Italian Festival at Hofstra University


Ciao a tutti! It’s been a while since I’ve posted, but I’m back. And today I decided to check out an Italian festival at Hofstra University, in Hemstead, Long Island.

I’m the only dork I know who would actually get excited about a trip on the LIRR to check out an event like this, but you know what? It was fun!

Yes, it was full of oldsters, but they were all speaking Italian, so I got in a little practice and the entertainment was…cheesy but good!

One singer, Simona de Rosa, direct from Naples, had a strong voice and and endearing Italian warmth that drew a crowd. I bought a CD hoping it’ll help my Italian language.


I wasn’t much impressed with the “star” of the day, John Ciotta, but he was a Hofstra grad and got the crowd to join him in a round of “That’s Amore.”

After a totally unappetizing bowl of baked ziti from a Hofstra deli, and a totally appetizing glass of vino bianco from one of the food vendors, I settled in to hear the Bronx Opera strut their stuff.

Robert and Leslie were the tenor and soprano performing, and they did rousing renditions of some greatest hits: “Visi d’Arte” from Tosca, “La Donna è Mobile,” a love duet from act 4 of my favorite, La Traviata, before rounding the hour out with “O Sole Mio” and crowd favorite, “Con Ti Partirò” (I think every Italian concert now ends with that one now, thanks Andrea Bocelli).

It was a fun event. As I left, another Italian singer was leading the crowd in a sing-along to a song I didn’t know–in Italian. Era un bel di!



JFK Caesar salad

I don’t know why I thought the international terminal at JFK would have better food. But after a fruitless search down two corridors I ended up at the Medalist Bar having a Caesar salad. I have a feeling the real Caesar salads I’m about to eat for the next three weeks would laugh.

Now it turns out they’re out of the Caesars! And the southwest chicken salad. And Miller Light!

No wonder I first read the sign here as Mentalist Bar!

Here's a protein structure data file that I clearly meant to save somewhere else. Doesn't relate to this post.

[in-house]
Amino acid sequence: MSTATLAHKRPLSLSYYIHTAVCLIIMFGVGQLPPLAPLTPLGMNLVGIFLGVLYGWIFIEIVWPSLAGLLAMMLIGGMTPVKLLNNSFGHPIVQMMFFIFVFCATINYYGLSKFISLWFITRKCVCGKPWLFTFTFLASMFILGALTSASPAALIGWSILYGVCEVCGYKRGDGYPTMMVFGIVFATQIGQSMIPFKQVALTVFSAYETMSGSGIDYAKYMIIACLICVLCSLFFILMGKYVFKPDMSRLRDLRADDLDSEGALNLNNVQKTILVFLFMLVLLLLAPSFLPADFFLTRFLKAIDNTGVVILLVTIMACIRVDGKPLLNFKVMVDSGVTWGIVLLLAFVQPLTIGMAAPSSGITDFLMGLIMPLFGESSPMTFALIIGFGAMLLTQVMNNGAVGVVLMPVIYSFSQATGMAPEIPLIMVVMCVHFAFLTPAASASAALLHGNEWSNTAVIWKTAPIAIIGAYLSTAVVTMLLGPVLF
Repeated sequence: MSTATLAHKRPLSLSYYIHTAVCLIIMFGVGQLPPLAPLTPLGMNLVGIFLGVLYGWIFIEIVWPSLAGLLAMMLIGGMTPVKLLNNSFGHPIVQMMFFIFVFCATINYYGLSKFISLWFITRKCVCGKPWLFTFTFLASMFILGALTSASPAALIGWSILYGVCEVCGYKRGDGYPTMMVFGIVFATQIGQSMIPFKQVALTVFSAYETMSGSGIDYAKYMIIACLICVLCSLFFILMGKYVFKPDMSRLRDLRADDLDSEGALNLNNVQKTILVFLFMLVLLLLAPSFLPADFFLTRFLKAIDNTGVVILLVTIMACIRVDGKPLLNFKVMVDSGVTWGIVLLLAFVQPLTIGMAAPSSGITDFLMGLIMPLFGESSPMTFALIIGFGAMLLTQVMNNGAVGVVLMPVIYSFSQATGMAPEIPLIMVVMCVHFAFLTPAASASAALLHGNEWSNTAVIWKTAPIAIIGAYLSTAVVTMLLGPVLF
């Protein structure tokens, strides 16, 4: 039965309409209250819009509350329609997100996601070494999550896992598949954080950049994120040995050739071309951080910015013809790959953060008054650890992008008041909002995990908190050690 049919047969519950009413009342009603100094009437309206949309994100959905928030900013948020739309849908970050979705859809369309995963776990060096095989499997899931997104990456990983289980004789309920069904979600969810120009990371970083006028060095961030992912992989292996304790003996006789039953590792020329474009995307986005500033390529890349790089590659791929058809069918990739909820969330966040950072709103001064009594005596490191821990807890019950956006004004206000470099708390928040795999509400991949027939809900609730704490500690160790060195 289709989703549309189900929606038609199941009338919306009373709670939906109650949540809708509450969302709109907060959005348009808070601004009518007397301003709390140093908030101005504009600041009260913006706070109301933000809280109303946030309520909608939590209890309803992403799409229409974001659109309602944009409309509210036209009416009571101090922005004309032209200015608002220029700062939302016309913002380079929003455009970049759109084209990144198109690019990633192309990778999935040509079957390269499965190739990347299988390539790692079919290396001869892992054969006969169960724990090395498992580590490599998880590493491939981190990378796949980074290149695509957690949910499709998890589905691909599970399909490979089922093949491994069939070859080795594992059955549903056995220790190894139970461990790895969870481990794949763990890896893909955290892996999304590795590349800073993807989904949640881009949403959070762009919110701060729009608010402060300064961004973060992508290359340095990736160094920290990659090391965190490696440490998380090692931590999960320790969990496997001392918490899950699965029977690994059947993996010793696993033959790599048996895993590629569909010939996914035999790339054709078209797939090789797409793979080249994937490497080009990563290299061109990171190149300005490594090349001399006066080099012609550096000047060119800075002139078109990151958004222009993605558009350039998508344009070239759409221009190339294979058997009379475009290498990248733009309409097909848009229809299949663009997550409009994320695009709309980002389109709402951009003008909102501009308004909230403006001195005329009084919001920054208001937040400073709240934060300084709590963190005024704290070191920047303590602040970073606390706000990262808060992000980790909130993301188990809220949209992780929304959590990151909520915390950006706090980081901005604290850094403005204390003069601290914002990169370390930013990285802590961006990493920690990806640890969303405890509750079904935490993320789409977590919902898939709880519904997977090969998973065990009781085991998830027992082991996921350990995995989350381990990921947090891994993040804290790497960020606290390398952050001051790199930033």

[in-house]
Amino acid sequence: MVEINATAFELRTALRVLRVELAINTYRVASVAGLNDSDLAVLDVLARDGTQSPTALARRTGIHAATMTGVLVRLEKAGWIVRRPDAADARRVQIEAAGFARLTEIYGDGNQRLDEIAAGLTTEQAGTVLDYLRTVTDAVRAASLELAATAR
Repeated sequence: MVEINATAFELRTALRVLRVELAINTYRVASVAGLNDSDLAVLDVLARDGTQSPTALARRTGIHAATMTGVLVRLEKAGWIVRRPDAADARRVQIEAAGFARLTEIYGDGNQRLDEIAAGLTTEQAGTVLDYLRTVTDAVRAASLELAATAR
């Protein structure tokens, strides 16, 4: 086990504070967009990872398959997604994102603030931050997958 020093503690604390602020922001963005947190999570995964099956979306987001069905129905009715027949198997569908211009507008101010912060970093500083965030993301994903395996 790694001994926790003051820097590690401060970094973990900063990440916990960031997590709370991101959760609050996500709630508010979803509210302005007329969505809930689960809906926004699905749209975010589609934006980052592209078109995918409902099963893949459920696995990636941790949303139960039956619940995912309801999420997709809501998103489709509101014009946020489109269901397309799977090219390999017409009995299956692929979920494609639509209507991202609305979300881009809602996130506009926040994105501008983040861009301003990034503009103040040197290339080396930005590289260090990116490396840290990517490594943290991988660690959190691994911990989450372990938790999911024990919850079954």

Sabato in NYC

Here’s how semplice it is to have l’esperienza italiana on a gorgeous Saturday August afternoon….
1. Lunch at ‘inoteca on Rivington, featuring vino rosé and arancini

Yummy risotto balls with mozarella

2. Followed by steaming macchiato…


3. Winding up at Numero 28 on Carmine for a dinner of la capricciosa pizza di Napoli, across from Our Lady of Pompeii church at sundown.

Our Lady of Pompeii


Concert in the Park Evokes Memories of Trevi Fountain

Was the Trevi Fountain one of Respighi’s inspirations for his “Fountains of Rome”?

One of my favorite things about New York City is going to the free concerts in Central Park. I first moved to New York in January of 1999, and all it did was snow. I didn’t know anyone. I spent six months buying furniture for my new apartment and wondering why I’d moved from sunny Southern California to this miserable place.

Then June came around, and someone told me about opera in the park and symphony in the park. I met some of my new friends with a blanket and some cheese and crackers from Zabar’s, and all of a sudden I understood why New York City was so amazing. Sitting on the Great Lawn with friends among fellow New Yorkers and listening to the best of the best: the Metropolitan Opera and the New York Philharmonic playing the greats from Puccini to Tchaikovsky while drinking a Solo cup of wine…it doesn’t get much better than that!

Tonight, I met my friend LaRue, and we listened to the NY Phil play Tchaikovsky’s Fourth Symphony and…here’s where the Italia comes in: They played Ottorino Respighi’s “Fountains of Rome” and “Pines of Rome.”

I wasn’t really looking for something to add to my new blog and I’m not sure I knew who Respighi was. But when I sat on the grass, started eating my St. Andre’s cheese with Trader Joe’s pita crackers (salty goodness!) and heard the symphony strike up the tone poem “Fountains of Rome,” suddenly I felt I could have been in Italy.

Born in Bologna, Respighi studied in Russia under Rimsky-Korsakov and “Fountains of Rome” reminded me of Mussorgsky’s “Pictures at an Exhibition.” But Respighi was a traditionalist and this piece, composed in 1915-16, is part of what is known as his “Roman Tryptych.”

Ottorino Respighi

The “Fountains of Rome” was inspired by—you guessed it!—four fountains in the Eternal City. Rome’s fountains help to define the city, and Respighi captured the grandeur and beauty of those fountains.

Following the symphony’s performance, came something truly American: Fireworks! Sitting closer to the East Side, we were not in the best position to see them—a tree blocking our view began to look like the Burning Bush!—but it was pretty spectacular anyway!

And don’t miss the next two outings: Symphony in the Park on Monday, July 16 and Opera in the Park, where Puccini’s Madam Butterfly will be performed at the Naumberg Bandshell on Wednesday, July 18, which happens to be my mother’s birthday—and she’s probably Puccini’s No. 1 fan! Who’s with me?